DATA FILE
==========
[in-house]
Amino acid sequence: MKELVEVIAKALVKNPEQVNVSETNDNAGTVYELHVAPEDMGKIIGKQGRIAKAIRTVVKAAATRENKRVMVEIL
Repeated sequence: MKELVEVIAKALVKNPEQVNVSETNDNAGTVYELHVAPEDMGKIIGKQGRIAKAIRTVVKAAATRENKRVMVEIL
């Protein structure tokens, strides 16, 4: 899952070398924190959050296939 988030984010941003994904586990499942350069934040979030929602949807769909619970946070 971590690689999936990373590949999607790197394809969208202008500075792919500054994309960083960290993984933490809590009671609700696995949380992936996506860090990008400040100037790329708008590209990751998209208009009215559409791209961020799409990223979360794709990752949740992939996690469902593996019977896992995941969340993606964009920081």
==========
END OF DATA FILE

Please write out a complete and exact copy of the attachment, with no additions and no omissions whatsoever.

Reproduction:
[in-house]
Amino acid sequence: MKELVEVIAKALVKNPEQVNVSETNDNAGTVYELHVAPEDMGKIIGKQGRIAKAIRTVVKAAATRENKRVMVEIL
Repeated sequence: MKELVEVIAKALVKNPEQVNVSETNDNAGTVYELHVAPEDMGKIIGKQGRIAKAIRTVVKAAATRENKRVMVEIL
């Protein structure tokens, strides 16, 4: 899952070398924190959050296939 988030984010941003994904586990499942350069934040979030929602949807769909619970946070 971590690689999936990373590949999607790197394809969208202008500075792919500054994309960083960290993984933490809590009671609700696995949380992936996506860090990008400040100037790329708008590209990751998209208009009215559409791209961020799409990223979360794709990752949740992939996690469902593996019977896992995941969340993606964009920081």